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A "Seasonal" Testing Editorial from the Holiday Week
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- Subject: A "Seasonal" Testing Editorial from the Holiday Week
- From: Bob Schaeffer <email@example.com>
- Date: Thu, 05 Jan 2006 11:20:47 -0500
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Nice line here: "If, indeed, the road to hell is paved with good
intentions, No Child Left Behind is educational asphalt."
'TIS THE SEASON TO BE TESTING
Anniston (AL) Star Editorial
December 30, 2005
In years past, during this happy season, students and teachers were
thinking of sugar plums and Santa Claus, of holidays and Christmas, of
bowl games and New Year’s parties.But not anymore.
These days, in high schools throughout Alabama, seniors settle down, not
for a long winter’s nap, but for a long week of testing. They take the
High School Graduation Exam, the test that overrides all else they have
done, the test that determines whether or not they graduate. Talk about
And not just on the seniors. Because No Child Left Behind mandates that
students be tested regularly, state school officials have decided that
this test will be used to satisfy NCLB demands.
Makes sense, huh? Use a test that is already in place, rather than a new
one. Let’s give an “atta boy” to the folks who came up with that.
But not to the folks who picked Harcourt Assessment Inc. to score the
results of the Alabama Reading and Mathematics Test taken last April —
another of the many tests to which students are subjected. Harcourt
Assessment messed up, scoring around 2,500 tests incorrectly, which
means that some schools that thought they were clear and free might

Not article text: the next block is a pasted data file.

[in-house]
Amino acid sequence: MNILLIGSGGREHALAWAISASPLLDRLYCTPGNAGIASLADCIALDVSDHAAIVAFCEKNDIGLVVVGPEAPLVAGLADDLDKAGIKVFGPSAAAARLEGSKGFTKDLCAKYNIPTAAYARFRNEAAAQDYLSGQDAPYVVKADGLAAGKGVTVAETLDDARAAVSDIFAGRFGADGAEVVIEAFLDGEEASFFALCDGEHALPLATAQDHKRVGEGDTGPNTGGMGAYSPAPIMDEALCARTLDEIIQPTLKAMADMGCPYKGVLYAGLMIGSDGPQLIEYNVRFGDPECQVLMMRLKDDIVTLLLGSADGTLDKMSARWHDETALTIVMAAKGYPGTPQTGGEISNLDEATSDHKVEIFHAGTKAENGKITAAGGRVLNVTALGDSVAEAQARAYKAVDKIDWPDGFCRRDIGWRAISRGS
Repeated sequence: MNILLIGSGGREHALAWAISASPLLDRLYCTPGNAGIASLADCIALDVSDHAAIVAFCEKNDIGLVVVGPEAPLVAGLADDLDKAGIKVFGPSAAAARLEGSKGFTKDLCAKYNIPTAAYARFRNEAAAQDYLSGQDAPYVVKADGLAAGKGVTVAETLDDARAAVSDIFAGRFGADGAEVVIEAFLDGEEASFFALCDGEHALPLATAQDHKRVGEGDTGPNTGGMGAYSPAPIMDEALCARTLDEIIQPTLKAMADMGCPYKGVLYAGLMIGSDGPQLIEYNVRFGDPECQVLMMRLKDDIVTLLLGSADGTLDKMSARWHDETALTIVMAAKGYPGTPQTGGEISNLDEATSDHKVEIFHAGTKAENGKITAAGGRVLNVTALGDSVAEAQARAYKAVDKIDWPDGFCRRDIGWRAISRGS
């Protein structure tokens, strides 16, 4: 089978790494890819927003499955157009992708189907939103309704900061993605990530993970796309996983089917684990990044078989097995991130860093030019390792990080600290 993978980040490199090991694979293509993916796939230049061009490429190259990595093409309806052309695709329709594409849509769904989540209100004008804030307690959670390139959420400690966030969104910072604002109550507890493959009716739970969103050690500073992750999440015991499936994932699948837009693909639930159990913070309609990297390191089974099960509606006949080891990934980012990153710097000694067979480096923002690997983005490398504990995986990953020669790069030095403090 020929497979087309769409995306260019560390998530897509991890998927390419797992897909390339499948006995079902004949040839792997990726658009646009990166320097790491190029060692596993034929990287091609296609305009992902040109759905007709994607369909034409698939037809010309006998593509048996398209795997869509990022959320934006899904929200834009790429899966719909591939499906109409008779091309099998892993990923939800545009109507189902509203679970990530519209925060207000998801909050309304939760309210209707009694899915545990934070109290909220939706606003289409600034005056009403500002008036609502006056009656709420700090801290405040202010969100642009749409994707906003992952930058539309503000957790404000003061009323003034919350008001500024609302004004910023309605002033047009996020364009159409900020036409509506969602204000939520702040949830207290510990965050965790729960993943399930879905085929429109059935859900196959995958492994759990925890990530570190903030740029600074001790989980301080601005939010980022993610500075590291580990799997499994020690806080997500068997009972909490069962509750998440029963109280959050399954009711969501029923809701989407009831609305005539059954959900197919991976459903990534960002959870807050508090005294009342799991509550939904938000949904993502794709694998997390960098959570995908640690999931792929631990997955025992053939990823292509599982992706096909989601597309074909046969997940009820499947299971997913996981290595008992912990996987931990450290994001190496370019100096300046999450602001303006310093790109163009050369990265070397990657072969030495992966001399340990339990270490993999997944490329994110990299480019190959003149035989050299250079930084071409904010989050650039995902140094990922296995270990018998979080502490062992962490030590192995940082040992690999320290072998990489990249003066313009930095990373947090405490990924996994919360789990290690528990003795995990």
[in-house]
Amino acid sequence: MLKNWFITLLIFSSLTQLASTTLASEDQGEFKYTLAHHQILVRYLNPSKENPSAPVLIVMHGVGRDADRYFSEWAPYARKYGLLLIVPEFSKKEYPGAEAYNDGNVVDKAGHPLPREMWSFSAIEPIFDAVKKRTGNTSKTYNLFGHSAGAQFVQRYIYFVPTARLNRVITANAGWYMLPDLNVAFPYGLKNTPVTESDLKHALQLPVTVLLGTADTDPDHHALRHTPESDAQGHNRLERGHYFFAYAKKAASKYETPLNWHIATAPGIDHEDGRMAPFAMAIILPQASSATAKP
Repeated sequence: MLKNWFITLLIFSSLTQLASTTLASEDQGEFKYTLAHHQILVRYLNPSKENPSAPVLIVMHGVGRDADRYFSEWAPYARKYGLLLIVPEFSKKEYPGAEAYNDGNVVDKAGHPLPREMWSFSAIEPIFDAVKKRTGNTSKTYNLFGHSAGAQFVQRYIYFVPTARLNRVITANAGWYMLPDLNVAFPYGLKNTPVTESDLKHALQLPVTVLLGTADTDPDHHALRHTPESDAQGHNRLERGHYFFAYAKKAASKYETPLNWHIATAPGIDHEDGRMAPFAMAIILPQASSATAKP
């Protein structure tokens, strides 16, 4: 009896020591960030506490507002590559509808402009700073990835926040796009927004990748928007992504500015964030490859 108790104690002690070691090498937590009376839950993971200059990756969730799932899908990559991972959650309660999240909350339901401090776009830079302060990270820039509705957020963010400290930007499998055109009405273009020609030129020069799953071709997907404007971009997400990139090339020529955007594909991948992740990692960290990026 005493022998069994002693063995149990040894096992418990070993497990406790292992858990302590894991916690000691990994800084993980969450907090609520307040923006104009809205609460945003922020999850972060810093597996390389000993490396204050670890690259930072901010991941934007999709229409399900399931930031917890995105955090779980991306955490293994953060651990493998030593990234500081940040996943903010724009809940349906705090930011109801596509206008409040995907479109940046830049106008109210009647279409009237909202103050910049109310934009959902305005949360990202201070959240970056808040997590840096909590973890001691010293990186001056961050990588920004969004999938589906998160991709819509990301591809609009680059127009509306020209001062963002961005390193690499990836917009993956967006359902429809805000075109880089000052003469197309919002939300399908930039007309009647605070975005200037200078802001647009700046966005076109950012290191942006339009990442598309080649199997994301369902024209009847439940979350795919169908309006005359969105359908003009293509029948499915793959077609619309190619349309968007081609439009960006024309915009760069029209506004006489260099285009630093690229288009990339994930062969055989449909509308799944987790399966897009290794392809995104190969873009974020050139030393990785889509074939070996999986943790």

learn that they did not make “adequate yearly progress” (AYP, to folks
on the inside) and could face sanctions under No Child Left Behind.
Not that it will make much difference, for as we were told, along with
the good and the bad of testing comes the ugly. According to an
Associated Press report, unless NCLB is changed, by 2014, when students
in our schools are required to be 100 percent proficient in math and
reading, even our best schools won’t be.
If one kid drops the ball, one student slips up, one subgroup comes up
short, a school fails.
If there has ever been a classic example of lockstep, one-size-fits-all,
individuality-out-the-door, ideological gobbledygook, this is it. If,
indeed, the road to hell is paved with good intentions, No Child Left
Behind is educational asphalt.
But there is hope.
Between now and 2014, when the hammer falls, the law must be
reauthorized at least three times. That gives reasonable people three
chances to change things.
And during that time, there will be at least four elections, which will
give reasonable people four chances to vote out the folks who gave us
this and put sensible people in their place.
In theory, No Child Left Behind makes only a little sense. In practice,
it makes even less.